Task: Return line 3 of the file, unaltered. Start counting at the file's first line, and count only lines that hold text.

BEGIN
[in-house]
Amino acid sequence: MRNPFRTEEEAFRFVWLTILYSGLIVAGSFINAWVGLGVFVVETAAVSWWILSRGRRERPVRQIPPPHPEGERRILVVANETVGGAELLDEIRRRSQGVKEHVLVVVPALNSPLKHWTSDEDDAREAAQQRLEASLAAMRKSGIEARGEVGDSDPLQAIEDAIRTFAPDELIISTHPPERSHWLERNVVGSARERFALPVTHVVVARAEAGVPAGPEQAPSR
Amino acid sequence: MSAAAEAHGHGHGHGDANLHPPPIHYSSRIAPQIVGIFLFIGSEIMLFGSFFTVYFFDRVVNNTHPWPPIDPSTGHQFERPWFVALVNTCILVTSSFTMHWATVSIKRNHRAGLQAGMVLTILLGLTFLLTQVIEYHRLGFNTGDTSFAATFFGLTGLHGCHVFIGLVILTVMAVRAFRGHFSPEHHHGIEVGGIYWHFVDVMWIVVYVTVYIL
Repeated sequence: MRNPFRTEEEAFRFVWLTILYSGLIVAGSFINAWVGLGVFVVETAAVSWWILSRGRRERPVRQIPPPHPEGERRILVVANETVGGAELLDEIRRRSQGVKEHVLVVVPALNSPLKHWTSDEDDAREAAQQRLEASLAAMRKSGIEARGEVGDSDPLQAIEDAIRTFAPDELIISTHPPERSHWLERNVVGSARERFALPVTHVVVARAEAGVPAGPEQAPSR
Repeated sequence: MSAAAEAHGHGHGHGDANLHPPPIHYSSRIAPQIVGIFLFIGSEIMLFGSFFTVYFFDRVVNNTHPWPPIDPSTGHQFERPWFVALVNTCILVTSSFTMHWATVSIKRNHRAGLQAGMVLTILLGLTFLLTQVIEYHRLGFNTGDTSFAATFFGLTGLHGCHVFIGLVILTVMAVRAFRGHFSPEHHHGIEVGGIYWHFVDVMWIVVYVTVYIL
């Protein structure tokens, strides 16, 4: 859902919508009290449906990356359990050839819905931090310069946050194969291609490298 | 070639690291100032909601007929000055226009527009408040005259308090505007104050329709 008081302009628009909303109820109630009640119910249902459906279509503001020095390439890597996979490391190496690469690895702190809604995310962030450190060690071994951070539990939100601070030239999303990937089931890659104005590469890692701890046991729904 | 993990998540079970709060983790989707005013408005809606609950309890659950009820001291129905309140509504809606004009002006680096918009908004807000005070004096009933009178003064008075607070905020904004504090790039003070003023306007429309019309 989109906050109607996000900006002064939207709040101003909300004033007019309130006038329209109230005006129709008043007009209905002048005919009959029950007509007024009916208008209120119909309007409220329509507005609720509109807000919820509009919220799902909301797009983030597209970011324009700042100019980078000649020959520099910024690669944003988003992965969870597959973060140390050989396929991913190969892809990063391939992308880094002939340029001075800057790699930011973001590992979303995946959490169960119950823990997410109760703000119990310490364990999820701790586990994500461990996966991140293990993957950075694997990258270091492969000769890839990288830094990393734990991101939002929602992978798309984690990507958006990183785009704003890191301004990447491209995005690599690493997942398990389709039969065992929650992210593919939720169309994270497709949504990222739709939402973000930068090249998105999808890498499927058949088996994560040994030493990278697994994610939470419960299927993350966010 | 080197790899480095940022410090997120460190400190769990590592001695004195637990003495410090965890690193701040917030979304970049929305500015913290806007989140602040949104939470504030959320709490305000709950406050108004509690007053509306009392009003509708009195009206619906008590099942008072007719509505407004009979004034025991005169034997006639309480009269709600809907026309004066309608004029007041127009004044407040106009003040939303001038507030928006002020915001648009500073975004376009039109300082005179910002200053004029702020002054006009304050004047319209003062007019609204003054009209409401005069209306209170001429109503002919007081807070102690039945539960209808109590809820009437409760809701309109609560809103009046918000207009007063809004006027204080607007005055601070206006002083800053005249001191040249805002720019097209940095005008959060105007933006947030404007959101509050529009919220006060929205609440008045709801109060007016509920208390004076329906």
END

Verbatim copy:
Amino acid sequence: MSAAAEAHGHGHGHGDANLHPPPIHYSSRIAPQIVGIFLFIGSEIMLFGSFFTVYFFDRVVNNTHPWPPIDPSTGHQFERPWFVALVNTCILVTSSFTMHWATVSIKRNHRAGLQAGMVLTILLGLTFLLTQVIEYHRLGFNTGDTSFAATFFGLTGLHGCHVFIGLVILTVMAVRAFRGHFSPEHHHGIEVGGIYWHFVDVMWIVVYVTVYIL